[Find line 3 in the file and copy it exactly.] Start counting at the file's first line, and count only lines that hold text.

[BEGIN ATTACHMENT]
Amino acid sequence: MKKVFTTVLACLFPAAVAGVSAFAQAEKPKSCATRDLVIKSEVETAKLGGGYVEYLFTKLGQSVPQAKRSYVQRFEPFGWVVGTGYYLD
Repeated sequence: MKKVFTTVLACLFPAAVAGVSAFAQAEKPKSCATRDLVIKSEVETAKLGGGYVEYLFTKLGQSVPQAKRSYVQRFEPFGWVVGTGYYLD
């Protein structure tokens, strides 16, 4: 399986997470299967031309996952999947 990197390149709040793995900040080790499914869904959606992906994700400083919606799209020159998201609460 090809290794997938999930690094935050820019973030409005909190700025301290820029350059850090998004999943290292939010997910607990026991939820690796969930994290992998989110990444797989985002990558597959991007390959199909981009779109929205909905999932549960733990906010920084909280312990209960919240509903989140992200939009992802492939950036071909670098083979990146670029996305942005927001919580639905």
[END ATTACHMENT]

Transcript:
């Protein structure tokens, strides 16, 4: 399986997470299967031309996952999947 990197390149709040793995900040080790499914869904959606992906994700400083919606799209020159998201609460 090809290794997938999930690094935050820019973030409005909190700025301290820029350059850090998004999943290292939010997910607990026991939820690796969930994290992998989110990444797989985002990558597959991007390959199909981009779109929205909905999932549960733990906010920084909280312990209960919240509903989140992200939009992802492939950036071909670098083979990146670029996305942005927001919580639905």